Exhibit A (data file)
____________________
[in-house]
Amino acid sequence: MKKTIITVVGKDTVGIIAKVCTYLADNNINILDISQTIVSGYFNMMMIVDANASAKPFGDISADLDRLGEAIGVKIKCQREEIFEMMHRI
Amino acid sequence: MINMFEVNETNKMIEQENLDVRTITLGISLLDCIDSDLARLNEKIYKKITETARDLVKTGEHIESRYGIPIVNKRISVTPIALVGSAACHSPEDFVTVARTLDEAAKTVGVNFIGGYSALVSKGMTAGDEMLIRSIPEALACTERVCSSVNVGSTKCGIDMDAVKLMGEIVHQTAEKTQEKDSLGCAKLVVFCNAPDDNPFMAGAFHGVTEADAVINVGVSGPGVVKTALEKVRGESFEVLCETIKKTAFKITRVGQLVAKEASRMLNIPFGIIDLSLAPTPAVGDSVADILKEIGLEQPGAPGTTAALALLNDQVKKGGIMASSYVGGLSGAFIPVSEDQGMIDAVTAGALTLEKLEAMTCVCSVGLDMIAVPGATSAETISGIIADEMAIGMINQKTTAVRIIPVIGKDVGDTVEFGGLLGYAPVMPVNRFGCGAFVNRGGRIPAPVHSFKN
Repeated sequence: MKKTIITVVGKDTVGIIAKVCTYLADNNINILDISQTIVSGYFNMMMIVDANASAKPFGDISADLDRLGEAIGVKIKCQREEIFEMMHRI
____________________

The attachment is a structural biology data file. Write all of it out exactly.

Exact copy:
[in-house]
Amino acid sequence: MKKTIITVVGKDTVGIIAKVCTYLADNNINILDISQTIVSGYFNMMMIVDANASAKPFGDISADLDRLGEAIGVKIKCQREEIFEMMHRI
Amino acid sequence: MINMFEVNETNKMIEQENLDVRTITLGISLLDCIDSDLARLNEKIYKKITETARDLVKTGEHIESRYGIPIVNKRISVTPIALVGSAACHSPEDFVTVARTLDEAAKTVGVNFIGGYSALVSKGMTAGDEMLIRSIPEALACTERVCSSVNVGSTKCGIDMDAVKLMGEIVHQTAEKTQEKDSLGCAKLVVFCNAPDDNPFMAGAFHGVTEADAVINVGVSGPGVVKTALEKVRGESFEVLCETIKKTAFKITRVGQLVAKEASRMLNIPFGIIDLSLAPTPAVGDSVADILKEIGLEQPGAPGTTAALALLNDQVKKGGIMASSYVGGLSGAFIPVSEDQGMIDAVTAGALTLEKLEAMTCVCSVGLDMIAVPGATSAETISGIIADEMAIGMINQKTTAVRIIPVIGKDVGDTVEFGGLLGYAPVMPVNRFGCGAFVNRGGRIPAPVHSFKN
Repeated sequence: MKKTIITVVGKDTVGIIAKVCTYLADNNINILDISQTIVSGYFNMMMIVDANASAKPFGDISADLDRLGEAIGVKIKCQREEIFEMMHRI